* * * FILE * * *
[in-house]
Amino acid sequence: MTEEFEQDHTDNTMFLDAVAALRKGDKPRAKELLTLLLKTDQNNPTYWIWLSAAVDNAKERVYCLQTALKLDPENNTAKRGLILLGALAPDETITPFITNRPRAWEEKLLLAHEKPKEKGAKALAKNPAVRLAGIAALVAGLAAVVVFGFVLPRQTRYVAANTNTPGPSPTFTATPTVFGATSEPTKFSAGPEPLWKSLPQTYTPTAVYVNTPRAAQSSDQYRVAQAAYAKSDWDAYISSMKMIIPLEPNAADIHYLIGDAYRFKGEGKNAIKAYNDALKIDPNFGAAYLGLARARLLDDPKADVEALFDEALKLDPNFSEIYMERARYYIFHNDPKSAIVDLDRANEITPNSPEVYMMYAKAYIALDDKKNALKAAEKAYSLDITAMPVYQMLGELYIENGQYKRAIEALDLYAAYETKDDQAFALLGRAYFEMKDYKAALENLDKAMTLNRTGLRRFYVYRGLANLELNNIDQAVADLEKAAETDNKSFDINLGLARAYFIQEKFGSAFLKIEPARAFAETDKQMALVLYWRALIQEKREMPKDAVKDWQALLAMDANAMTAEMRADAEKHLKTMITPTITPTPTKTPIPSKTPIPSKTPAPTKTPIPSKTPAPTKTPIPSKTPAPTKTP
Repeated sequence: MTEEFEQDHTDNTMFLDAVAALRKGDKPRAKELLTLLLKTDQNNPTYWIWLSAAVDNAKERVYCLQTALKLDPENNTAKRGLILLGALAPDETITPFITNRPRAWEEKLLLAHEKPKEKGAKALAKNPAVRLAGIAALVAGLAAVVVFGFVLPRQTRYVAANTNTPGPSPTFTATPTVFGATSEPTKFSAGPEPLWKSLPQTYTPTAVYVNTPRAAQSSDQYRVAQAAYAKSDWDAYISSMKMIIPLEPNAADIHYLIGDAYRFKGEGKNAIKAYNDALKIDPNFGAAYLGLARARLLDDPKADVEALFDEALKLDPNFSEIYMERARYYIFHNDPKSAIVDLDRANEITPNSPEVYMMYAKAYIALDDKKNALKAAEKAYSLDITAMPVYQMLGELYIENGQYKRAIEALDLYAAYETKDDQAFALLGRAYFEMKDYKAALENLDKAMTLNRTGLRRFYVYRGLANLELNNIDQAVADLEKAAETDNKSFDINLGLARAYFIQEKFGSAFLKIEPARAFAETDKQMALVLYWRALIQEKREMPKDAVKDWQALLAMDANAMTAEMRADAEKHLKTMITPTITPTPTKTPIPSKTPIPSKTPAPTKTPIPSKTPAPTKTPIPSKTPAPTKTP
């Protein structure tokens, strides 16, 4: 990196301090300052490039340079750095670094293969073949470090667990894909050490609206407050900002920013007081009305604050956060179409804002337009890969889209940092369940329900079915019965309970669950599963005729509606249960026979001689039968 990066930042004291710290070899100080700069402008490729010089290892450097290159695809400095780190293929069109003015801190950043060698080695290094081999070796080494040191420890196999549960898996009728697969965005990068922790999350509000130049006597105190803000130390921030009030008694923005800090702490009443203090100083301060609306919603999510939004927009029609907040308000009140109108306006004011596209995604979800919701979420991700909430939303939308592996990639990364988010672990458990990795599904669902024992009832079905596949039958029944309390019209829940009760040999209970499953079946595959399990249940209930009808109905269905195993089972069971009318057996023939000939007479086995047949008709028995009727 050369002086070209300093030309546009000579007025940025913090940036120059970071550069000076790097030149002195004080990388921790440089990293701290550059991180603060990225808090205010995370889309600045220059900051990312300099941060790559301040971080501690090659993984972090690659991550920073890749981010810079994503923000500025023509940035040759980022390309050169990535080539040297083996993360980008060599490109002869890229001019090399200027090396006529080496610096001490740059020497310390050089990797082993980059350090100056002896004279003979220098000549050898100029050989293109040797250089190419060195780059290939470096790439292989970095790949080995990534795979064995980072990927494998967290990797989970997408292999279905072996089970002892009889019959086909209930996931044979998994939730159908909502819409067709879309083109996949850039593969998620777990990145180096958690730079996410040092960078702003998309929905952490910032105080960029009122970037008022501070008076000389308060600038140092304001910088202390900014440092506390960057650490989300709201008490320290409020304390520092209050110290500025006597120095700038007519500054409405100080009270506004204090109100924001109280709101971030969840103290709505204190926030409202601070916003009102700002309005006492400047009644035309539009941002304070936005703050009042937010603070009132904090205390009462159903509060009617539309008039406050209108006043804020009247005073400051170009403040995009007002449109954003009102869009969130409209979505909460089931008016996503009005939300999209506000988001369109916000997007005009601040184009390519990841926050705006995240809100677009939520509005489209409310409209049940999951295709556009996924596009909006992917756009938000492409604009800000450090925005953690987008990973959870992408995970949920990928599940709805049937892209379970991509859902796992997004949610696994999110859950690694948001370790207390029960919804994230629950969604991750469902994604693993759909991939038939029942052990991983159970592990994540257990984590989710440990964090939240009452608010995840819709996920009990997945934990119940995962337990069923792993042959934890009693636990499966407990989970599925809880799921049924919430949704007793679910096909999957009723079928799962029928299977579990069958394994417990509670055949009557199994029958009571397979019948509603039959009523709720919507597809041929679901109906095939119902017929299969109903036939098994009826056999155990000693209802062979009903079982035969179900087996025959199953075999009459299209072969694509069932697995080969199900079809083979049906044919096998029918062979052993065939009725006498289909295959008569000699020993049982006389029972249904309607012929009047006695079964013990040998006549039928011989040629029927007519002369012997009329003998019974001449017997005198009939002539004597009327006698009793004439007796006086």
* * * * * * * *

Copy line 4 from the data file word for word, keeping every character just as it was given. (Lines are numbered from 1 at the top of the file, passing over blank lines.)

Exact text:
């Protein structure tokens, strides 16, 4: 990196301090300052490039340079750095670094293969073949470090667990894909050490609206407050900002920013007081009305604050956060179409804002337009890969889209940092369940329900079915019965309970669950599963005729509606249960026979001689039968 990066930042004291710290070899100080700069402008490729010089290892450097290159695809400095780190293929069109003015801190950043060698080695290094081999070796080494040191420890196999549960898996009728697969965005990068922790999350509000130049006597105190803000130390921030009030008694923005800090702490009443203090100083301060609306919603999510939004927009029609907040308000009140109108306006004011596209995604979800919701979420991700909430939303939308592996990639990364988010672990458990990795599904669902024992009832079905596949039958029944309390019209829940009760040999209970499953079946595959399990249940209930009808109905269905195993089972069971009318057996023939000939007479086995047949008709028995009727 050369002086070209300093030309546009000579007025940025913090940036120059970071550069000076790097030149002195004080990388921790440089990293701290550059991180603060990225808090205010995370889309600045220059900051990312300099941060790559301040971080501690090659993984972090690659991550920073890749981010810079994503923000500025023509940035040759980022390309050169990535080539040297083996993360980008060599490109002869890229001019090399200027090396006529080496610096001490740059020497310390050089990797082993980059350090100056002896004279003979220098000549050898100029050989293109040797250089190419060195780059290939470096790439292989970095790949080995990534795979064995980072990927494998967290990797989970997408292999279905072996089970002892009889019959086909209930996931044979998994939730159908909502819409067709879309083109996949850039593969998620777990990145180096958690730079996410040092960078702003998309929905952490910032105080960029009122970037008022501070008076000389308060600038140092304001910088202390900014440092506390960057650490989300709201008490320290409020304390520092209050110290500025006597120095700038007519500054409405100080009270506004204090109100924001109280709101971030969840103290709505204190926030409202601070916003009102700002309005006492400047009644035309539009941002304070936005703050009042937010603070009132904090205390009462159903509060009617539309008039406050209108006043804020009247005073400051170009403040995009007002449109954003009102869009969130409209979505909460089931008016996503009005939300999209506000988001369109916000997007005009601040184009390519990841926050705006995240809100677009939520509005489209409310409209049940999951295709556009996924596009909006992917756009938000492409604009800000450090925005953690987008990973959870992408995970949920990928599940709805049937892209379970991509859902796992997004949610696994999110859950690694948001370790207390029960919804994230629950969604991750469902994604693993759909991939038939029942052990991983159970592990994540257990984590989710440990964090939240009452608010995840819709996920009990997945934990119940995962337990069923792993042959934890009693636990499966407990989970599925809880799921049924919430949704007793679910096909999957009723079928799962029928299977579990069958394994417990509670055949009557199994029958009571397979019948509603039959009523709720919507597809041929679901109906095939119902017929299969109903036939098994009826056999155990000693209802062979009903079982035969179900087996025959199953075999009459299209072969694509069932697995080969199900079809083979049906044919096998029918062979052993065939009725006498289909295959008569000699020993049982006389029972249904309607012929009047006695079964013990040998006549039928011989040629029927007519002369012997009329003998019974001449017997005198009939002539004597009327006698009793004439007796006086």